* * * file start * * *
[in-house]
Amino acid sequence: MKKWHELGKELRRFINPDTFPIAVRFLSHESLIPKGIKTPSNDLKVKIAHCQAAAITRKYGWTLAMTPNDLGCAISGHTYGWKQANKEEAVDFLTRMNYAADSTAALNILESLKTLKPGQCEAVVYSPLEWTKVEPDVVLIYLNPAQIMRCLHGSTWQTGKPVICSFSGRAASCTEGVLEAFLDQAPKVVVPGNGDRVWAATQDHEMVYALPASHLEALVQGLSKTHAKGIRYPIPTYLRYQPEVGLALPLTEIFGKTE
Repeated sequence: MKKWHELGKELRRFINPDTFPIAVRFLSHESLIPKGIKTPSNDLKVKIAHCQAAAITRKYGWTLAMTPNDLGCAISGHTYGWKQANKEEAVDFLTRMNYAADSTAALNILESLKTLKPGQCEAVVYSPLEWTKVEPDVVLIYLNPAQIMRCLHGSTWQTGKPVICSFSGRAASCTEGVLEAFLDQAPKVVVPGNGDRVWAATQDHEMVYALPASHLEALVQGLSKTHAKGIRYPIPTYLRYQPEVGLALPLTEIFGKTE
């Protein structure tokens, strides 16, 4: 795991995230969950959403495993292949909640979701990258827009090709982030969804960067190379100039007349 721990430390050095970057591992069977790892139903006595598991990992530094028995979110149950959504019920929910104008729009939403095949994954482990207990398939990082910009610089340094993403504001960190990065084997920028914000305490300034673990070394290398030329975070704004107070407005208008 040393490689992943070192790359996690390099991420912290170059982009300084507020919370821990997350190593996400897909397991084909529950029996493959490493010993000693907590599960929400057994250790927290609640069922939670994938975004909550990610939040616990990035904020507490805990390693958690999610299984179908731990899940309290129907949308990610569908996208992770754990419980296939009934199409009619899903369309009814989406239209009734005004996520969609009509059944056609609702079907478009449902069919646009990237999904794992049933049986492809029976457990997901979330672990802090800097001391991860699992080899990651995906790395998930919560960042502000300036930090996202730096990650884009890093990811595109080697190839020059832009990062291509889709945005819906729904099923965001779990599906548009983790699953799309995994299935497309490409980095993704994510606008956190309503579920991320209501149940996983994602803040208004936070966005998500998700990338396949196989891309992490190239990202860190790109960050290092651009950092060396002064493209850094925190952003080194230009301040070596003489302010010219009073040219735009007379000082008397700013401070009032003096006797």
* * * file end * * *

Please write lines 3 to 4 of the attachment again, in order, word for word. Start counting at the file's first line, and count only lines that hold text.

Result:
Repeated sequence: MKKWHELGKELRRFINPDTFPIAVRFLSHESLIPKGIKTPSNDLKVKIAHCQAAAITRKYGWTLAMTPNDLGCAISGHTYGWKQANKEEAVDFLTRMNYAADSTAALNILESLKTLKPGQCEAVVYSPLEWTKVEPDVVLIYLNPAQIMRCLHGSTWQTGKPVICSFSGRAASCTEGVLEAFLDQAPKVVVPGNGDRVWAATQDHEMVYALPASHLEALVQGLSKTHAKGIRYPIPTYLRYQPEVGLALPLTEIFGKTE
């Protein structure tokens, strides 16, 4: 795991995230969950959403495993292949909640979701990258827009090709982030969804960067190379100039007349 721990430390050095970057591992069977790892139903006595598991990992530094028995979110149950959504019920929910104008729009939403095949994954482990207990398939990082910009610089340094993403504001960190990065084997920028914000305490300034673990070394290398030329975070704004107070407005208008 040393490689992943070192790359996690390099991420912290170059982009300084507020919370821990997350190593996400897909397991084909529950029996493959490493010993000693907590599960929400057994250790927290609640069922939670994938975004909550990610939040616990990035904020507490805990390693958690999610299984179908731990899940309290129907949308990610569908996208992770754990419980296939009934199409009619899903369309009814989406239209009734005004996520969609009509059944056609609702079907478009449902069919646009990237999904794992049933049986492809029976457990997901979330672990802090800097001391991860699992080899990651995906790395998930919560960042502000300036930090996202730096990650884009890093990811595109080697190839020059832009990062291509889709945005819906729904099923965001779990599906548009983790699953799309995994299935497309490409980095993704994510606008956190309503579920991320209501149940996983994602803040208004936070966005998500998700990338396949196989891309992490190239990202860190790109960050290092651009950092060396002064493209850094925190952003080194230009301040070596003489302010010219009073040219735009007379000082008397700013401070009032003096006797």